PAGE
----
Athens, Ga. – Agriculture topics from the price of peanut butter to how Europe’s demand for wood pellets will impact Georgia’s lumber supply will be discussed at the 2014 Georgia Ag Forecast seminar series. Seminars will be held Jan. 24-31 in Macon, Athens, Lyons, Tifton, Bainbridge and Cartersville. Registration for the series is open at www.georgiaagforecast.com.
The complicated web of policies, climatic conditions and international consumer trends that impact Georgia’s agricultural industry affect Georgians whether they go to work in a peanut field or an office tower.
Each January as part of the Ag Forecast seminar series, University of Georgia economists explain the factors that will influence the state’s largest industry in the coming growing season. In addition to information about commodity markets and yields, these economist link agricultural trends to the state’s economic health as a whole.
The UGA College of Agricultural and Environmental Sciences, Georgia Farm Bureau and Georgia Department of Agriculture sponsor the annual seminar series, and its attendance grows every year. Last year, almost 1,000 business people, farmers and community leaders attended their local events.
“The main objective of the Ag Forecast is to provide Georgia’s producers and agribusiness leaders with information on where we think the industry is headed in the upcoming year,” said Kent Wolfe, director of the UGA Center for Agribusiness and Economic Development.
“It helps farmers plan what they’re going to plant in the next year, but it’s also good for bankers and other businesspeople who do business with farmers or who will be impacted by the farm economy.”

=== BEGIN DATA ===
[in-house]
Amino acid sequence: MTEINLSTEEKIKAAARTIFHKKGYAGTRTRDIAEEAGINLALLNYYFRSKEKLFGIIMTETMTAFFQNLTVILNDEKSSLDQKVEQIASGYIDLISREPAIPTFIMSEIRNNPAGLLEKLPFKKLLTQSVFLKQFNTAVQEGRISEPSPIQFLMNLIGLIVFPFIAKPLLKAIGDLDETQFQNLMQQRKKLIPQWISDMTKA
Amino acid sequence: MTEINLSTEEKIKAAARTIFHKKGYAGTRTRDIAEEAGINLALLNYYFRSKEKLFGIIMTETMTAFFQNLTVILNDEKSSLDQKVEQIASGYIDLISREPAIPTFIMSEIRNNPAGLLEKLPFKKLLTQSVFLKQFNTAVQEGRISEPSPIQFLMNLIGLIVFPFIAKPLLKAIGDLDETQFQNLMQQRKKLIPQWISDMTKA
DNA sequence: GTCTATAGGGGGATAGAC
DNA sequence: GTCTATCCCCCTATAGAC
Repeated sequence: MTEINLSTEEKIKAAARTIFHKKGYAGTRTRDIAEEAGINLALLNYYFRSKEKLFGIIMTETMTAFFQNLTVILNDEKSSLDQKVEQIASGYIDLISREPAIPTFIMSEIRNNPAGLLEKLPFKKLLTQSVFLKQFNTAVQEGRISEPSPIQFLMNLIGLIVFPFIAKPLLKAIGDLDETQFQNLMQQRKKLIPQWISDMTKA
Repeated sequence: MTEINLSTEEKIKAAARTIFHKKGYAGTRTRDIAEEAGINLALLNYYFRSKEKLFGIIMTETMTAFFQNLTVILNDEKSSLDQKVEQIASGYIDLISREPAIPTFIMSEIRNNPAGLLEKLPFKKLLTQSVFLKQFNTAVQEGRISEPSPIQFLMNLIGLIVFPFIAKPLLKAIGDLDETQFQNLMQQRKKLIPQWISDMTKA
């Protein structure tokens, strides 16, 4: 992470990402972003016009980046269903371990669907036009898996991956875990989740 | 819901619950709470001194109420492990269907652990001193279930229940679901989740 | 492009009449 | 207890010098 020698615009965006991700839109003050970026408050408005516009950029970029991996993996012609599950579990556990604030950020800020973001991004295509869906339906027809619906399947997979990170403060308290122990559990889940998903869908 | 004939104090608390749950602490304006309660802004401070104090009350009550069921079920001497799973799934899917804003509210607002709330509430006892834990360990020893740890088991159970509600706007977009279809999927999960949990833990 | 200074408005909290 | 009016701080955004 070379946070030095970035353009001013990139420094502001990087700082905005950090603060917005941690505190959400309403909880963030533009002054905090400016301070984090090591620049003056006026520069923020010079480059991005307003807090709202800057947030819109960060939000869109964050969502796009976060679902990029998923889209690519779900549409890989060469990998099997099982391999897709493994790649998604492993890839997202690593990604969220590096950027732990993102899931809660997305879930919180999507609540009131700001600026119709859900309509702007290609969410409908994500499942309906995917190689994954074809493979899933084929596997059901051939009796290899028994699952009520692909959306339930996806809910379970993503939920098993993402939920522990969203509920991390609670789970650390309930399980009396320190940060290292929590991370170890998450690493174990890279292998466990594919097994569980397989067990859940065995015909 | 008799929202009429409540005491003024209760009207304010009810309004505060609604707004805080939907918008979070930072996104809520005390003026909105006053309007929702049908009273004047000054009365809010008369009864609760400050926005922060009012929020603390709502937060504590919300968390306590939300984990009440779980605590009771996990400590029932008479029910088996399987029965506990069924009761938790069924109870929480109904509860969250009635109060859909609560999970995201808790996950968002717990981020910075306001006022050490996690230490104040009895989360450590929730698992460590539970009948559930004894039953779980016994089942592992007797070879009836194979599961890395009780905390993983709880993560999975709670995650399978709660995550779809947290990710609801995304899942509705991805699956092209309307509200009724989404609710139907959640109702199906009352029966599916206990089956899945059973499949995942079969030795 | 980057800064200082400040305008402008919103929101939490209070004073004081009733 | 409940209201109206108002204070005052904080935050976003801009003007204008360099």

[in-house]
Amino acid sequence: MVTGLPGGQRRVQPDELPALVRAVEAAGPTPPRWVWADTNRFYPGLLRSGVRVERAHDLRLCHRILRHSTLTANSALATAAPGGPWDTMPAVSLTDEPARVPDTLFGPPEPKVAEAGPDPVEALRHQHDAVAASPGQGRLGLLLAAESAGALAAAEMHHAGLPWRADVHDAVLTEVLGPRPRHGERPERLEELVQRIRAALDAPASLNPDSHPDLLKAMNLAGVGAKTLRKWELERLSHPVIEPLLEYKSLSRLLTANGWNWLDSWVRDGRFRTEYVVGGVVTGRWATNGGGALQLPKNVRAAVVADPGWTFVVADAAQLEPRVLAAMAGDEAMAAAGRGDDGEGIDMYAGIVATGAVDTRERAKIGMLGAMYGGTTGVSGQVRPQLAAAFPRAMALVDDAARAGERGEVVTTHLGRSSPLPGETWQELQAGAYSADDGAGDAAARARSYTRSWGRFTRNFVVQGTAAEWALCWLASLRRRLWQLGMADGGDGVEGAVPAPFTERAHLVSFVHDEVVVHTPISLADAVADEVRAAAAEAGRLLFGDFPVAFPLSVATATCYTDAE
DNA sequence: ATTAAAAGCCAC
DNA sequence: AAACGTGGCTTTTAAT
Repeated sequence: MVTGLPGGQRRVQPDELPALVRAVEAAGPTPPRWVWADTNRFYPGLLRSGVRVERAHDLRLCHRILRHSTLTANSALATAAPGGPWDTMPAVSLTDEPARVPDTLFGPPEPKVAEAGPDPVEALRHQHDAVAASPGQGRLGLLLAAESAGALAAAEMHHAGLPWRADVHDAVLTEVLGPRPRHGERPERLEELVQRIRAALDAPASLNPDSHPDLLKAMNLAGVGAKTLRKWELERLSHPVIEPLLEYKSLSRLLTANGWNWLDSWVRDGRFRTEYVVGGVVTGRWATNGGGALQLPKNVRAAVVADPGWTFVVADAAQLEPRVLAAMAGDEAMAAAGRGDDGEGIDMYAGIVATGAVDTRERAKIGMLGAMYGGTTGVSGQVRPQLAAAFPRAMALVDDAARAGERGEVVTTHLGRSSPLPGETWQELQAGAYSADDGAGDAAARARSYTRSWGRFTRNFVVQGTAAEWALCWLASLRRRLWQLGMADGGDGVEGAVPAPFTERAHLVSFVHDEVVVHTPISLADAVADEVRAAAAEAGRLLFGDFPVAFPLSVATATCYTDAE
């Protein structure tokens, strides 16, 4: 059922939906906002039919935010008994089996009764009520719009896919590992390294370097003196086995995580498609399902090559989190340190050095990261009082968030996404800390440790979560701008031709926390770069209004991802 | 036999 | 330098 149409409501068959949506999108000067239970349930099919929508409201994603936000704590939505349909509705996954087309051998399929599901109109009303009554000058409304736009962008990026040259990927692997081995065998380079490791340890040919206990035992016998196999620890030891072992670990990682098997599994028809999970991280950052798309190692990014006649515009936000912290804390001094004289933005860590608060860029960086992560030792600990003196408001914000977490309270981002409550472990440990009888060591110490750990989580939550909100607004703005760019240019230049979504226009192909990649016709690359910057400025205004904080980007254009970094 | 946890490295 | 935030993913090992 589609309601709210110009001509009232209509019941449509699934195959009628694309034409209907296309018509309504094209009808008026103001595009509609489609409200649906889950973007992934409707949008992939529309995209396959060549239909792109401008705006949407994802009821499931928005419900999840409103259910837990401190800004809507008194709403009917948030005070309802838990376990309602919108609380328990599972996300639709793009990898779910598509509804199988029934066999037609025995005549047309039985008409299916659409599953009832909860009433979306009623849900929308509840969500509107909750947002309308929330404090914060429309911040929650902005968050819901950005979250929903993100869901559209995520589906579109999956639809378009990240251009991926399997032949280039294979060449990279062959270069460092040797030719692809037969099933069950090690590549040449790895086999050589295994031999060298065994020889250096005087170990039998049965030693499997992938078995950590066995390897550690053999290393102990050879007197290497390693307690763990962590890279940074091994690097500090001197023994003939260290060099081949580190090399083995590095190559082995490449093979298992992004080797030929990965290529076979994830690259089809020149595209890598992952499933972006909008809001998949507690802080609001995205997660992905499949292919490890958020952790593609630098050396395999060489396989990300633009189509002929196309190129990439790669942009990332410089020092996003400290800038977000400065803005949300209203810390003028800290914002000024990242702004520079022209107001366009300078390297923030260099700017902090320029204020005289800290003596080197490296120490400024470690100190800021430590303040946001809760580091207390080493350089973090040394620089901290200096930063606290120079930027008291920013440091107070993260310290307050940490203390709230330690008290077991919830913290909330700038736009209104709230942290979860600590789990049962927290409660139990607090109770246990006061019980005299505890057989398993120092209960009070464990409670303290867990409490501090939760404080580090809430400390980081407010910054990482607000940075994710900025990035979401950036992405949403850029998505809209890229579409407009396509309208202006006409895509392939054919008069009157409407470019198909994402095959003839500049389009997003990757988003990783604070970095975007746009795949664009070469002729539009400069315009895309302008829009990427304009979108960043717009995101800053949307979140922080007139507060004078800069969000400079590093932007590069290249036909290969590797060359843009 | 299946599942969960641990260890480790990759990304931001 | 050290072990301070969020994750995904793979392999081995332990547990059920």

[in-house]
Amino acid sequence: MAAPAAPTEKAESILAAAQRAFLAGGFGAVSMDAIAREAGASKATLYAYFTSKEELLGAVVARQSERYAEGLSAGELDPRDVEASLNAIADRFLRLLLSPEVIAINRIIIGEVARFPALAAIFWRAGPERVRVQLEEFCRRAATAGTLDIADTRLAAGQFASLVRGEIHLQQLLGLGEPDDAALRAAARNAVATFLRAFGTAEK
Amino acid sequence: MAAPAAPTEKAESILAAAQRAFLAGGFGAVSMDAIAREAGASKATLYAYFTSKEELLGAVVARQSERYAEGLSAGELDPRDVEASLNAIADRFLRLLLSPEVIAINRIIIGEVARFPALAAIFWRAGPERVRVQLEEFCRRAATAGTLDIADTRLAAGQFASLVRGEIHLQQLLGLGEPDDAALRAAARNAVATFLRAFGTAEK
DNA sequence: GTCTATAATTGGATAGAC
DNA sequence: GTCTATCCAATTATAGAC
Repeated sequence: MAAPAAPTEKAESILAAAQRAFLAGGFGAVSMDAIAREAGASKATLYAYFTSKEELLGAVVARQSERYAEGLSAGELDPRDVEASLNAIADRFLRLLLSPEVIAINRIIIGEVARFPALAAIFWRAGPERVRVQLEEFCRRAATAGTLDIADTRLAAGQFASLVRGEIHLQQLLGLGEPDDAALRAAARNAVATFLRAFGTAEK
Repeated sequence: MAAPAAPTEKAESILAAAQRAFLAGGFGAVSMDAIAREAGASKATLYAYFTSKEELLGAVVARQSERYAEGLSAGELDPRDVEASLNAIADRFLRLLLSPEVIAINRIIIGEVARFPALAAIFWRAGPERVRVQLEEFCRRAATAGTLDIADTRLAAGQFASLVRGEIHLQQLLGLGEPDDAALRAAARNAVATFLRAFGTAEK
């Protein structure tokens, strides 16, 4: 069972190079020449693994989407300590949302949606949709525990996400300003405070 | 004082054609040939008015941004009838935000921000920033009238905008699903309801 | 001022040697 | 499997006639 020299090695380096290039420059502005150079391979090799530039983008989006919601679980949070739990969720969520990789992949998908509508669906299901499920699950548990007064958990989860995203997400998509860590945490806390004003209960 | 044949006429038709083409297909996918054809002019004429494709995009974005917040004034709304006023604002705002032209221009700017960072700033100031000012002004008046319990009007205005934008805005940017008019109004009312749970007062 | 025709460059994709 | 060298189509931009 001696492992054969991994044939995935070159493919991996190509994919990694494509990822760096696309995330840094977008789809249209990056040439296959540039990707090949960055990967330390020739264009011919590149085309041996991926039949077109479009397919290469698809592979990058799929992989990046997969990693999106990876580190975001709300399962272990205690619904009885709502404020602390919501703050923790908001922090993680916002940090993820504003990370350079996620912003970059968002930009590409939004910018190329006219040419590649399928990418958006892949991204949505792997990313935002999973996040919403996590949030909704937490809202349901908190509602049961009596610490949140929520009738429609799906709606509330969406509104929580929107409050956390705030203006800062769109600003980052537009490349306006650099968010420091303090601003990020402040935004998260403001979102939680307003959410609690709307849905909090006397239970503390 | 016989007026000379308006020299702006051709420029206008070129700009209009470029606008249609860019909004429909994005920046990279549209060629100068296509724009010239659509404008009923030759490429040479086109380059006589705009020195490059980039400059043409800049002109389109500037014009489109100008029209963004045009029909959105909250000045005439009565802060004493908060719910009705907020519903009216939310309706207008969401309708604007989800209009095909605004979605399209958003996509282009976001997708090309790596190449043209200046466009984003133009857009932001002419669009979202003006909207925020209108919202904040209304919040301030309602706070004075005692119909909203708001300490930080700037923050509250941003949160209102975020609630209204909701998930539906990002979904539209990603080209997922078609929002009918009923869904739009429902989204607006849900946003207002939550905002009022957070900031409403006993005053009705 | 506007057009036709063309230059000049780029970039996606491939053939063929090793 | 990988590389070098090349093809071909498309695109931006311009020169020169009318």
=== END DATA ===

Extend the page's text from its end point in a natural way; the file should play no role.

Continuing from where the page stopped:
Topics will vary by location, with economists focusing on commodities that are most important to that region of the state.
However, some prominent topics that may be addressed include:
• Georgia’s continued economic recovery and the pace it will take in 2014.
• The Food Safety Modernization Act’s impact on Georgia’s growing vegetable industry.
• The impact of new trade liberalization partnerships and how they will influence Georgia fruit, nut and vegetable exports.
• The way local food and home gardening movements will affect Georgia’s greenhouse industry.
• How the growing biofuels industry (mostly fuel pellets for export) will impact lumber markets as more Georgia pellet mills come on line in 2014.
Farm succession planning will be addressed at every location at this year’s forecast. Macon attorney Will Thompson will serve as guest speaker for this segment and will offer advice for farmers and landowners on how to best pass land and businesses to the next generation.
The 2014 Ag Forecast sessions will be held Jan. 24 in Macon, Jan. 27 in Athens, Jan. 28 in Lyons, Jan. 29 in Tifton, Jan. 30 in Bainbridge and Jan. 31 in Cartersville.
For more information on the 2014 Ag Forecast, see www.georgiaagforecast.com or search @UGA_CollegeofAg on Twitter.